Dedicating time during our physical yoga practice to opening the hips can be both nourishing and therapeutic for the body. That sense of release in pigeon pose can be pretty addictive for many of us! However, do we always need to push for more flexibility in this region of the body or could it be helpful to build more strength?

We need hip strength to live our day-to-day lives. Whether we are walking in the park, running for the bus or cycling to work, our hip joint takes the brunt of our weight and enables us to do all of these fundamental actions.  In truth, there’s a reason why the hips are built to be so stable: to enable us to carry our bodies throughout the day.

Of course if you are an athlete, keen runner or particularly tight in this area of the body, hip opening poses are helpful in maintaining a healthy balance between strength and flexibility. However, what if you are naturally quite open in the hips or what if you had tight hips when you first started yoga but after years of practicing hip opening poses now have very open hips, is it still helpful to continue increasing the range of motion in this region of the body?

I’ve always been ‘blessed’ with open hips so when I first started yoga, I never shied away from any postures that required increased range of motion in this region of the body. I could fall asleep with my legs wrapped behind my head, but was it therapeutic? I certainly looked like an advanced yoga in these postures but unfortunately my lack of knowledge and understanding of the hip joint meant that I could have been doing more damage to my body than good.

The hip joint is a ‘ball and socket’ joint composed of two bones. The femur sits in the acetabulum, which is part of the pelvis. Covering the bones of the hip is the articular cartilage. The articular cartilage is important for providing a cushion and a smooth surface when the bones move on one another. Surrounding the acetabulum is additional cartilage called the labrum, which forms a lip around the cup shaped bone to provide additional stability in the joint.

Whilst it is helpful knowing the anatomy of the hip, probably the most important (and a little bit frightening) piece of information that you need to remember is that one of the deepest layers of the joint, the cartilage, does not have nerve endings. This means that you may not be aware of any damage to the cartilage until it is too late. Although cartilage doesn’t have nerve endings, the surrounding muscles, tendons, and ligaments do, which is why yoga can be helpful for finding a balance between strength and flexibility.

So if you already enjoy the benefits of having more open hips, modifying your daily yoga practice by including certain exercises to increase hip strength can be a helpful option for maintaining the integrity of the hip joint. Here are three yoga inspired exercises that you can add into your daily practice to increase stability in the hip:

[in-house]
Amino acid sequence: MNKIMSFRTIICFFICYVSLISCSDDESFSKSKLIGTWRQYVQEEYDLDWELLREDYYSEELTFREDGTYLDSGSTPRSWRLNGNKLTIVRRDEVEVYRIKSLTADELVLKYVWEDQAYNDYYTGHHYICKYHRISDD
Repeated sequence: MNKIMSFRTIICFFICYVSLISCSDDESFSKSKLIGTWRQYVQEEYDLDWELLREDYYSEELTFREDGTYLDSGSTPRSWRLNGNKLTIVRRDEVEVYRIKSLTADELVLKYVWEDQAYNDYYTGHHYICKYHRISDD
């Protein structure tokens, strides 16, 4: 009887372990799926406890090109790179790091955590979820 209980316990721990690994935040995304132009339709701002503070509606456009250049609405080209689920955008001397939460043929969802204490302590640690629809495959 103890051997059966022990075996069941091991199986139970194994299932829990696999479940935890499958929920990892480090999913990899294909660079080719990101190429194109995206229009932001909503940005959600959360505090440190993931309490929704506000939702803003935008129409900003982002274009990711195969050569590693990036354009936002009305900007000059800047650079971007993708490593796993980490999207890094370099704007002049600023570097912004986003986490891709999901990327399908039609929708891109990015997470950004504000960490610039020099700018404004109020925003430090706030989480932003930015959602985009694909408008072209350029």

Bridge Variation

Lie on your back with your knees bent, feet hip width apart and knees directly above your ankles. Place your arms on either side of your body with your palms facing down. Lengthen your tailbone toward the front of your mat. Lift one leg so that it is perpendicular to the floor (option to bend knee). On your inhalation, keep your leg raised and lift your hips off the ground into a bridge position. On your exhalation, still with your leg raised, lower your hips to the ground again. Repeat the exercise for 5 rounds of breath on each side.

Chair Variation

For this exercise, hold Chair pose with your feet hip width apart. As you inhale, straighten one leg to the side and as your exhale bring it back to it’s original position. Repeat the exercise on each side 10 times or until the hip stabilising muscles starts to fatigue.

Leg raises

This final exercise, lie on your side and rest your head on your arm. Bend your bottom leg to approximately 90 degrees so that you have a steady base. Raise your top leg until it is about 30cm from the ground. Keep the foot of your raised leg flexed and ensure that your top leg extends in a straight line from your spine. Keep your leg raised for 10 breaths and relax the leg for 5 breaths. Repeat the exercise for 3 rounds on each side.

Yoga is an enticing practice and the more challenging postures can be very tempting for the ego. Whilst we can learn so much from practicing these more advanced postures that require increased flexibility or strength, our yoga practice is so much more than being able to wrap our leg around the back of the head. Yoga is about tuning into our bodies to find a balance of strength and flexibility for health of the muscles and the integrity of the joints. By listening to our bodies with this sense of mindfulness we can begin to notice our strengths and weaknesses, which enables us to develop a nourishing practice that our bodies truly need.